W3C home > Mailing lists > Public > public-hydra@w3.org > June 2014

RE: Reinventing Web applications

From: Markus Lanthaler <markus.lanthaler@gmx.net>
Date: Mon, 23 Jun 2014 22:56:05 +0200
To: <public-hydra@w3.org>
Cc: <public-declarative-apps@w3.org>
Message-ID: <08d401cf8f25$8ea873c0$abf95b40$@gmx.net>
On 23 Jun 2014 at 16:50, Martynas Jusevičius wrote:
> On Sun, Jun 22, 2014 at 11:26 PM, Markus Lanthaler wrote:
>> On 21 Jun 2014 at 15:36, Martynas Jusevičius wrote:
>>> First we want to specify the standard way triplestore-based Linked
>>> Data servers work, as this goal is much more realistic in our view.
>> 
>> How can you possible standardize that if you don't limit yourself
>> to very simple models such as CRUD applications? Creating a
>> resource in a triple store and ordering a product are, IMO, two
>> completely different things. The client acting on behalf of the
>> user doesn't care at all about the former but cares a lot about the
>> latter.
> 
> We do limit ourselves to simple container/item models and CRUD
> operations. That is why HTTP and REST have been successful.

Really? That's new to me. REST is definitely not about CRUD.


> What do you think about LDP? They are trying to do a similar thing,
> but in a wrong way.

It may be that I don't fully understand LDP but AFAICT it's nothing else than RDFied AtomPub.


> And how exactly is creating a resource different from ordering a
> product? Don't our actions on Web services eventually translate to
> state changes?

Wouldn't you like to know whether your credit card gets charged if you create an order resource?


> If end-user clicks a button on a form, and that action creates an
> order in RDF, is that simply creating a resource or ordering a
> product? In my world it's both.

If the form has a "click here" button, the user wouldn't know. If the button says "store order", the user wouldn't expect that its credit card gets charged. If the button says "Confirm order" or something similar he would expect that his credit card gets charged and assumes that the products will be delivered shortly thereafter.

In the EU there are now laws [1] that require websites to use very explicit labels on those buttons so that users do understand what consequences a click has:

    If placing an order entails activating a button or a similar
    function, the button or similar function shall be labelled in an
    easily legible manner only with the words ‘order with obligation
    to pay’ or a corresponding unambiguous formulation indicating that
    placing the order entails an obligation to pay the trader


>> Pagination is an interesting example. I had a look at the spec at
>> 
>>    https://github.com/Graphity/graphity-browser/wiki/Linked-Data-Processor-specification
>>
>> You define how to describe it to the server but don't specify at all
>> how the data is being exposed. All you say is
>> 
>>     Page description SHOULD include descriptions of the container
>>     and previous/next pages, as required by HATEOS [REST].
>>
>> Now, this is very vague and wouldn't be enough to build interoperable
>> systems. Would this be something where Hydra could help?
> 
> The implementation is currently ahead of the specification. That's why
> I wanted to bounce some ideas and then develop the spec further.

Fair enough. So, what is the implementation doing?


> In the long term, yes. In the short term, we want to be able to manage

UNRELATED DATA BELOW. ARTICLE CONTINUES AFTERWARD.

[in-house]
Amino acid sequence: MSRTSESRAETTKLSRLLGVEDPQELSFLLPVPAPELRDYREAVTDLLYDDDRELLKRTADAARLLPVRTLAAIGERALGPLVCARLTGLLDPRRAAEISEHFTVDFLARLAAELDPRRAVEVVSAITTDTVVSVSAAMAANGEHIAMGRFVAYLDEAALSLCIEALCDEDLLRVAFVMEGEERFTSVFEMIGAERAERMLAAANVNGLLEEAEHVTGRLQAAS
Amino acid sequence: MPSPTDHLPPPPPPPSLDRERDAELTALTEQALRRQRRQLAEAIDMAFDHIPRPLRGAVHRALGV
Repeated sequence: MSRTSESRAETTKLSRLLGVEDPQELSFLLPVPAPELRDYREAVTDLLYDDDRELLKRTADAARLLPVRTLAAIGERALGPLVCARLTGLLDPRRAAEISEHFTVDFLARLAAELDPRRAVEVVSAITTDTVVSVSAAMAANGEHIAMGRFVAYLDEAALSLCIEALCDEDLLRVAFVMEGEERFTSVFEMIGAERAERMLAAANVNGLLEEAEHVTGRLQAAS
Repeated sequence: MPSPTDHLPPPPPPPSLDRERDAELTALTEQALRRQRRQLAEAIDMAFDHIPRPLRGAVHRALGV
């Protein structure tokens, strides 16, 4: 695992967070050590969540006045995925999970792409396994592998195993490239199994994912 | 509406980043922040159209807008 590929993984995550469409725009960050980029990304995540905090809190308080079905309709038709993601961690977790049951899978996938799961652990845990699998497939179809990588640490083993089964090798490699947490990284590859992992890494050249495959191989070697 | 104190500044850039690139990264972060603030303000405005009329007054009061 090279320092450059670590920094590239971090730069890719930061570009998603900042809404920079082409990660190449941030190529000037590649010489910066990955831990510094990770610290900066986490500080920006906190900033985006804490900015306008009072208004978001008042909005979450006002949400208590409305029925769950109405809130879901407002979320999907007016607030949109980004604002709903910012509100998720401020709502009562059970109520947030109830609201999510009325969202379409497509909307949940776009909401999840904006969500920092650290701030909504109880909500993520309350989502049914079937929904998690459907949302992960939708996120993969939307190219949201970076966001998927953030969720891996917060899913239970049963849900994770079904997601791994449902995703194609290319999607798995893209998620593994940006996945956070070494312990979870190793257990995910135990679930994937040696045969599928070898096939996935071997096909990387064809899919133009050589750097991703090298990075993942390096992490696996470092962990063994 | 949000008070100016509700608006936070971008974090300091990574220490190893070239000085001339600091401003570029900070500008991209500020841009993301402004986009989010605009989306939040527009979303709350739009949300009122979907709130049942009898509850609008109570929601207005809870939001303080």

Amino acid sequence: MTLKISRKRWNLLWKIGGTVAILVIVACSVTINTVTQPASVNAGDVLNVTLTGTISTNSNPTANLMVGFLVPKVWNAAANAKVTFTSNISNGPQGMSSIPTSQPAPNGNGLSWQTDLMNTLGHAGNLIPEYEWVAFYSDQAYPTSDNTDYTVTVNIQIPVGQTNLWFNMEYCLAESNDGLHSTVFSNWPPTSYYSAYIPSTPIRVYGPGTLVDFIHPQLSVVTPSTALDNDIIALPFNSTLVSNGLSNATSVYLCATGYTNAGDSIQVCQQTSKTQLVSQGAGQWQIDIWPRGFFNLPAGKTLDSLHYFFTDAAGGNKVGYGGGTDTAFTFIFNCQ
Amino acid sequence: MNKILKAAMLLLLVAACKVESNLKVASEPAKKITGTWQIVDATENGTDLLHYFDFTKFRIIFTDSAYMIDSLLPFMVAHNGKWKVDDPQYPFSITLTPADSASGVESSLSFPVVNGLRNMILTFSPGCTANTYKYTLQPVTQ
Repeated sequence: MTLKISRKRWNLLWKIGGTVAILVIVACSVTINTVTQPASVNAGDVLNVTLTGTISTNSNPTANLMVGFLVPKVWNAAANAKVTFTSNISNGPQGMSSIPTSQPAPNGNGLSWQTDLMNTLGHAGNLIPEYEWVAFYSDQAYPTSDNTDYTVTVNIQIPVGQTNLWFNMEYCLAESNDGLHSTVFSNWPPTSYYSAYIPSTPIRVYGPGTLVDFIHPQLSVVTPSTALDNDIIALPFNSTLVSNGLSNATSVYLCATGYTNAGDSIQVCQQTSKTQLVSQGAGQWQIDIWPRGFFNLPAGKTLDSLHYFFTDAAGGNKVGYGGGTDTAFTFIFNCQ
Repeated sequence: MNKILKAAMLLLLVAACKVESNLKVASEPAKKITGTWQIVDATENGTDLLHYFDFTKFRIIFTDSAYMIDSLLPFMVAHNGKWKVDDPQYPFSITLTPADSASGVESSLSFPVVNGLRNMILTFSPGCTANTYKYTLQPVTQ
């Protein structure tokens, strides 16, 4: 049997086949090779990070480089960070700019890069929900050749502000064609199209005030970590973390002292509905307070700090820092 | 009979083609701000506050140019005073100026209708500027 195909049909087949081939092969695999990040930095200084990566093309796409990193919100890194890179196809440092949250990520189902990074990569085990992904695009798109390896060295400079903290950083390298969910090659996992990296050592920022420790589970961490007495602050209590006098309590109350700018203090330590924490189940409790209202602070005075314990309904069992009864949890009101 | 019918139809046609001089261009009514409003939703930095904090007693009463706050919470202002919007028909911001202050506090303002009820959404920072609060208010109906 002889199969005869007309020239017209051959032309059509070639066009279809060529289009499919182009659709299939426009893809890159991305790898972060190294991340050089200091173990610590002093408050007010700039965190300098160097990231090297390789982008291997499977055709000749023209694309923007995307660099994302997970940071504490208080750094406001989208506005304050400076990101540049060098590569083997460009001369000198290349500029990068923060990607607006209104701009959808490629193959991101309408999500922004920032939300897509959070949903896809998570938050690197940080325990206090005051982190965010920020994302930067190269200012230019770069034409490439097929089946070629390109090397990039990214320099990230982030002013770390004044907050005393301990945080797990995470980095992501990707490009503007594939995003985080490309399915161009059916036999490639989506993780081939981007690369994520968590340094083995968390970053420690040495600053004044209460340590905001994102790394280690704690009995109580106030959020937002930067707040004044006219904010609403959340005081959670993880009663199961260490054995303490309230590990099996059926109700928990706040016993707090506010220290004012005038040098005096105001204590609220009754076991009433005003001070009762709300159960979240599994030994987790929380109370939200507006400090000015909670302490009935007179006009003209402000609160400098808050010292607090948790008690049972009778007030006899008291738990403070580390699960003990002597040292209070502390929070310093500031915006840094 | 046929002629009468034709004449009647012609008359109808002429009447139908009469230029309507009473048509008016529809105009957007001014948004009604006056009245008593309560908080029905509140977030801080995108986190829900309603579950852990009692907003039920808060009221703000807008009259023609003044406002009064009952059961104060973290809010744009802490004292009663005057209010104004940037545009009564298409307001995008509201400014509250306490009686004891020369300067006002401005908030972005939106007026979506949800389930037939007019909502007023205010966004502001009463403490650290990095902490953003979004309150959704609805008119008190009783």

> our applications as data (plus some UI templates) instead of having to
> write imperative code. That brings substantial time and cost savings.
> 
>> Yeah, makes sense but it also makes it more a software
>> specification than a Web specification. Why did you decide to start
>> the effort to standardize this now? Are other people implementing
>> processors which do not fully interoperate with yours?
> 
> I'm not sure I know where the line goes between a software
> specification and a Web specification. I'm thinking XSLT, RDF,
> SPARQL, LDP -- they're all simply W3C specs to me.

It's certainly a fuzzy line but for me a Web specification is something that is exposed on the Web and used by different independent systems without central coordination. This is not really the case here AFAICT. The description will be used by the processor (the server) internally. It uses it to know how to server the data it has. The client, AFAICT, doesn't see this description (and doesn't need to see it).


> We want to standardize to show Web applications can be designed in a
> declarative way. We're not creating a new technology here, we're just
> filing in the gaps between existing ones.

That's great and certainly needed to advance this space. I'm just wondering whether concentrating on implementations isn't more productive in that case. Standardization is slow. Really slow. It doesn't have much value by itself. It is just there to ensure interoperability between different systems. I'm not entirely convinced yet that such interoperability is needed... and even if it is, I'm not sure a formal specification is the best way to achieve it... Perhaps a comprehensive test suite might be a better choice. I don't know. In any case, I wish you good luck. I will try to follow your progress. If there's anything I can do to help or if you see opportunities for collaborations between the Declarative Apps and the Hydra CG, let me know. I think it would be very valuable to try to augment your platform with Hydra support as soon as Hydra is stable because, as far as I understood, your platform makes it very easy to set up an API (as long as the backend is a triple store).


Thanks for the very interesting discussion,
Markus


[1] http://eur-lex.europa.eu/LexUriServ/LexUriServ.do?uri=OJ:L:2011:304:0064:0088:EN:PDF



--
Markus Lanthaler
@markuslanthaler
Received on Monday, 23 June 2014 20:56:40 UTC

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